This abandoned farmhouse in the rural Colleton County town of Williams was built by Colonel George Warren in 1842. The town was known initially as Buck Head, but by the end of the nineteenth century, it was called Williams for Tom Williams, Colonel Warren’s brother-in-law, who donated land for a church and served as the town’s first postmaster in 1895.
A descendant of Colonel Warren, J.L.B. Warren, was the editor of the local newspaper, The Press and Standard. He also published a book on nearby Walterboro in 1939 entitled Little Pieces on Doings in the Nineties, With Peeps into the More Remote Past.
Paula Broderick Finley, whose family once owned the home, shared the following history with us in our Facebook group:
This was my great-great-grandfather’s house near Williams, SC. It was sold out of our family, regretfully, about ten to fifteen years ago. Col. George Warren first had a sawmill near Smoaks, SC.
He used a “branch” to move the lumber by water to this location to build the house. Later he built another sawmill near the house and a small village developed there. Later that mill was moved to Williams and is still owned by descendants of George Warren.
Col. Warren had a family here, farmed and was the High Sheriff of Colleton District. His daughter, Amelia Warren, (my great-grandmother) was raised here. She married Sidney Milton Key and lived many years in Beaufort. They had a son, Warren Eve Key (my Grandfather) who brought his wife (Ellen Nora Adams Key) back to this house In Williams where they farmed and raised eight children. My mother, Caroline Key Broderick, was born and raised in this house (DOB 8/8/1909).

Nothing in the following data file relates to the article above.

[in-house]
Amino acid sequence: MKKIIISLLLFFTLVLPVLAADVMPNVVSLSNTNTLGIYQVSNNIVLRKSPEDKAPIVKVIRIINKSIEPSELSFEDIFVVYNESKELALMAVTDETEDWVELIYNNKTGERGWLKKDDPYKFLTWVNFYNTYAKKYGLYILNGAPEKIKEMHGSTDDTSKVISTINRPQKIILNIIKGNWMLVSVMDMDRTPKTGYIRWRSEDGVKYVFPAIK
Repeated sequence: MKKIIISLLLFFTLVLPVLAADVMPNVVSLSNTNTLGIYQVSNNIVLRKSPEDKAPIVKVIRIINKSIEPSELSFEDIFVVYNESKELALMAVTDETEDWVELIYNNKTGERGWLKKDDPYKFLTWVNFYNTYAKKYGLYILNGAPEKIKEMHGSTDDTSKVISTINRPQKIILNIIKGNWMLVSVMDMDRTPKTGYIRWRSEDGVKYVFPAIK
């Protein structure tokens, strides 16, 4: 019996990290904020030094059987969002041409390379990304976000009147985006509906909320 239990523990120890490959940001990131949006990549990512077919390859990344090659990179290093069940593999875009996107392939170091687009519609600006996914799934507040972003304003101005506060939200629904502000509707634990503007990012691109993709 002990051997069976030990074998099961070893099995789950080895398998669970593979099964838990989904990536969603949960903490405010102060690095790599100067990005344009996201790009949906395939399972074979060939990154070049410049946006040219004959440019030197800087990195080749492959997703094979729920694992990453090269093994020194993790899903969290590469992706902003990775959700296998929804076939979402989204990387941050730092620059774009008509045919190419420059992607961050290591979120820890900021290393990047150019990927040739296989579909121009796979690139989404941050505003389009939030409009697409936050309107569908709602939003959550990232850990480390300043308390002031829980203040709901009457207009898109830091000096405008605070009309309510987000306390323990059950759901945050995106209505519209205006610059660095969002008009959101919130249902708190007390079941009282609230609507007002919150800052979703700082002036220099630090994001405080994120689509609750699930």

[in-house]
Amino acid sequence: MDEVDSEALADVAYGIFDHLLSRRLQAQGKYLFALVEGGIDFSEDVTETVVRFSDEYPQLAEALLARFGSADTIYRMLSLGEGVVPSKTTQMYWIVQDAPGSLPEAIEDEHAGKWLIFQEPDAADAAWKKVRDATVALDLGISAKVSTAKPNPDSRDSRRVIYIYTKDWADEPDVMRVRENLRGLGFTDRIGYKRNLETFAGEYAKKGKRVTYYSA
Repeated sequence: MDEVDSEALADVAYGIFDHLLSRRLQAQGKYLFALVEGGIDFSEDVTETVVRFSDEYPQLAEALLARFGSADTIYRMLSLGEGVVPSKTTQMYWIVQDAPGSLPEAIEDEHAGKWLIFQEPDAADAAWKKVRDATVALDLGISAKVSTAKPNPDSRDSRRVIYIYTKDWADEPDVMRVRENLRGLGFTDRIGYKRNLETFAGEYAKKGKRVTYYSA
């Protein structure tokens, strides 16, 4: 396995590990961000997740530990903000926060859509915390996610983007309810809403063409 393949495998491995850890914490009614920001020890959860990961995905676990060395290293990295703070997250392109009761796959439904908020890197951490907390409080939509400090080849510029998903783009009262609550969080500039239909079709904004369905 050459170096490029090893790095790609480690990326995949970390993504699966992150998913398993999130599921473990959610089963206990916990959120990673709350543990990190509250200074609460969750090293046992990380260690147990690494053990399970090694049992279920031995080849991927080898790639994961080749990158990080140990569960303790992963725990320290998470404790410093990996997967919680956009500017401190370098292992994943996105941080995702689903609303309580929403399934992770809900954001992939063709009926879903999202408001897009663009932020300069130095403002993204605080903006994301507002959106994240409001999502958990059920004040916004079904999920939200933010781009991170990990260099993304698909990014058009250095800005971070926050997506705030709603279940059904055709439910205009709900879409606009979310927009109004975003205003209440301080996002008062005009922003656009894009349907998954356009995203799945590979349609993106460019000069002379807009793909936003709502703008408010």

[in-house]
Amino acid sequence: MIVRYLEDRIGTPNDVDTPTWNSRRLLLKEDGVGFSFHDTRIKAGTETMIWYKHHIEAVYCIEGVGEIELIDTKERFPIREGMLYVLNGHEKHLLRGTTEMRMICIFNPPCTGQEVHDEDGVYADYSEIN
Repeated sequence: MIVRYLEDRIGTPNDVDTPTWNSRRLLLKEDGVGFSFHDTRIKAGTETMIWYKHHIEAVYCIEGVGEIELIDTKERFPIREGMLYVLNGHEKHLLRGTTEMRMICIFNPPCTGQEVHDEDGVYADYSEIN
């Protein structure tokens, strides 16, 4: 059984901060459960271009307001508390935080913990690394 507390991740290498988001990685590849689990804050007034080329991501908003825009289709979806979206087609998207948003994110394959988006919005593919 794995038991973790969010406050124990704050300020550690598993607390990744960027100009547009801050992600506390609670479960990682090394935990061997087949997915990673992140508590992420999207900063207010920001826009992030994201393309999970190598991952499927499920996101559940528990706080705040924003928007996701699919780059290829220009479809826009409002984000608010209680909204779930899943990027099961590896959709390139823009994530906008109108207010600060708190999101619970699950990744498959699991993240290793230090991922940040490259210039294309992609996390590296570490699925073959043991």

My grandparents moved from the house to Walterboro to retire in 1945. The house looks rough around the edges now, but the structure is rock solid!
Several in my generation had great hopes of restoring the house for family gatherings. Unfortunately, that did not happen! I still love that house and our old family cemetery which is across the road. When turning onto George Warren Road to drive to Williams, I have such a wonderful feeling! I know who I am and where I came from. Having “roots” is fantastic! Most importantly, I have seven first cousins, [as well as] second, third, fourth, and fifth cousins and their families who proudly share this heritage with me!
A square grand piano used in this house is on display in the Colleton Museum.”
Interior Pictures of Warren Farm
Reflections on Warren Farm
Photographer Brandon Coffey says, “The first time I ever came across this magnificent house I had been traveling a new route between St. George and the Donnelly WMA. I had spent the day shooting wildlife and was starting to feel tired as the sun was setting. Driving along that old country road I happened to glance left just as the sun was setting and making the old worn windows of this farmhouse glow as if it were alive. Immediately I slammed on brakes and flipped around – I had to shoot this house! The way the sun filled the home filled it with an energy that was exciting to see. Ever since that chance encounter this has been a favorite spot of mine to revisit from time to time.”